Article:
Good Brands Who Manufacture Binoculars Mostly Outside Of China

Zeiss Optics

Another European brand, Zeiss, have been producing hand made binoculars for more than 150 years and have production plants in Germany and Hungary. Whilst most production is completed in-house, they do use imported glass from a Japanese based glass manufacturer, Ohara to make prisms and lenses. 

The exception to this in-house policy are their Terra series binoculars. The manufacture of some of the Terra series is done in China with the pocket models produced in Japan.

Nikon Binoculars

All Nikon premier binoculars are made in-house in Japan however, the compact models are usually manufactured in China. Due to the fact that entry-level and less expensive models don’t need such an intricate manufacturing process or such high quality components, they can be mass produced at much lower costs in China.

Steiner Binoculars

Steiner is an old established German optical equipment manufacturer.In the 1980s they produced binoculars for the U.S. Army (72,000 pairs) and have continued to be involved with supplying binoculars to military customers in Europe and beyond. They predominantly produce all of their own binoculars but some of their cheaper models are outsourced (we don’t know where to). 

Vortex Binoculars

Vortex has their headquarters in Wisconsin USA and is one of the largest manufacturers of sport optical products. Most of their products are outsourced to Japan, The Philippines and China to keep production costs low. Today most of their affordable binoculars are produced and manufactured in China.

Opticron Binoculars

Founded in 1970 in the UK, opticron is a family based business that markets binoculars made in either Japan or China.

Leupold Binoculars

Headquartered in Beaverton Oregon, Leupold employs over 700 staff but does not manufacture binoculars at this site. All of their high-end models are manufactured in Japan with their more affordable models being manufactured in China. 

Bushnell Binoculars

Bushnell is an American based company but many of its products and/or components are produced and imported from other parts of the world. Including Japan and China.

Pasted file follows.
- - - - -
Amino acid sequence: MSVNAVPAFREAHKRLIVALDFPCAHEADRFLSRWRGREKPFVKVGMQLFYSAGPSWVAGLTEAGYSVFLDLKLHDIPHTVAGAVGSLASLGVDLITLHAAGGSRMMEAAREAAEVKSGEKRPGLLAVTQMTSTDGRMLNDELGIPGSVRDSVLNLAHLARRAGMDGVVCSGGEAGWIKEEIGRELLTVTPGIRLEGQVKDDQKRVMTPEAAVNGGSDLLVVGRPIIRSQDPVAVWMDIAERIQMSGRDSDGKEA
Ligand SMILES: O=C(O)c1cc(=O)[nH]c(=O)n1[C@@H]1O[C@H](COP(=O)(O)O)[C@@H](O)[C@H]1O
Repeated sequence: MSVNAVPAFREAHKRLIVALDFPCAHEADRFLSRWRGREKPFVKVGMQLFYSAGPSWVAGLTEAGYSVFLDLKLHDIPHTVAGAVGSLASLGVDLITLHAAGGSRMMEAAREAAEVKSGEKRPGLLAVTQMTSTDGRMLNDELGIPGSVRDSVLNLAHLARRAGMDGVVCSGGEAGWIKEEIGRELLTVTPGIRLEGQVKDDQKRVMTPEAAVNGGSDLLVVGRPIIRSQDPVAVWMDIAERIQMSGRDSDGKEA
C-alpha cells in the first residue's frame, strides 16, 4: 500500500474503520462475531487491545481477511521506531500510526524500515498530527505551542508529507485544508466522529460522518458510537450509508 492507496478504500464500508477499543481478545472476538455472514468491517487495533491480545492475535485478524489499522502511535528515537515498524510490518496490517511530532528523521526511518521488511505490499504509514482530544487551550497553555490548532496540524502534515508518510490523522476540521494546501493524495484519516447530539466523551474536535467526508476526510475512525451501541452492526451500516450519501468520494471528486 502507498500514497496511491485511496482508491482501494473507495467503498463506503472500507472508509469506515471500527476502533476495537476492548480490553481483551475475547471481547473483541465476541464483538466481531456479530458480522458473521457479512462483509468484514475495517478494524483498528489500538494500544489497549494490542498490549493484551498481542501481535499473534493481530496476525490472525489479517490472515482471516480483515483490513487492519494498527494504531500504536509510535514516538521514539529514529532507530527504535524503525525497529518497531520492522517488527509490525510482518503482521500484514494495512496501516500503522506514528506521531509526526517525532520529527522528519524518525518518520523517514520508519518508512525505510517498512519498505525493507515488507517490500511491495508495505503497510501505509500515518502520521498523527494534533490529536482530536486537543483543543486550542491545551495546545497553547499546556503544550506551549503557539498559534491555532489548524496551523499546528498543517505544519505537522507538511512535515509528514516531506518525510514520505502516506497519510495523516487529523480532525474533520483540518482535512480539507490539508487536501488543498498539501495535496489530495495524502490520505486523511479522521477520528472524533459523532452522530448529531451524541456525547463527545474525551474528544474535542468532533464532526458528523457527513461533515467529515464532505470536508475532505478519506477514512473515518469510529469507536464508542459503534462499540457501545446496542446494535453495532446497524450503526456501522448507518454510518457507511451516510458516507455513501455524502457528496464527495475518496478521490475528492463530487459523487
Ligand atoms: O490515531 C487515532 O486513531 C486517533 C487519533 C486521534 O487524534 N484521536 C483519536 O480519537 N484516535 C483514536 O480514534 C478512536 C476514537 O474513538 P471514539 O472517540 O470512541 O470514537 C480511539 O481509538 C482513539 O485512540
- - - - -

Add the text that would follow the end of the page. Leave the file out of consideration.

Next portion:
Pentax Binoculars

Pentax is a Japanese company with around 10 manufacturing sites in countries like Japan, Hong Kong, Vietnam, Taiwan and The Philippines.

Pulsar Optics

Pulsar Optics is a company formed in Belarus in 1995. Specialising in night-vision technology, pulsar is part of the same group as Yukon and Newton Sports Optics. Which has a head office in Lithuania , they have subsidiary companies in Latvia, Ukraine, China, Russia, Belarus, and Lithuania.

How Does This Affect The Binocular Industry?

Ultimately, prices should lower as more and more top brands outsource to cheaper producing countries like China. The technologies and skills acquired due to the high standards demanded by these top brands should continue to lower production costs and hopefully improve quality. Which should be good news for us, the consumers.

The other option is the lowering of quality worldwide as all brands start to cut corners to compete with cheaper imported models. That would be a bad thing for the binocular industry and us binocular users. The way trends seem to be heading is, the top companies that keep all production and manufacture in-house, will continue to command a greater price for their superior products.

However with ever improving cheaper imports coming in from the far East, how long before the top brands are priced out of the market? And what happens then?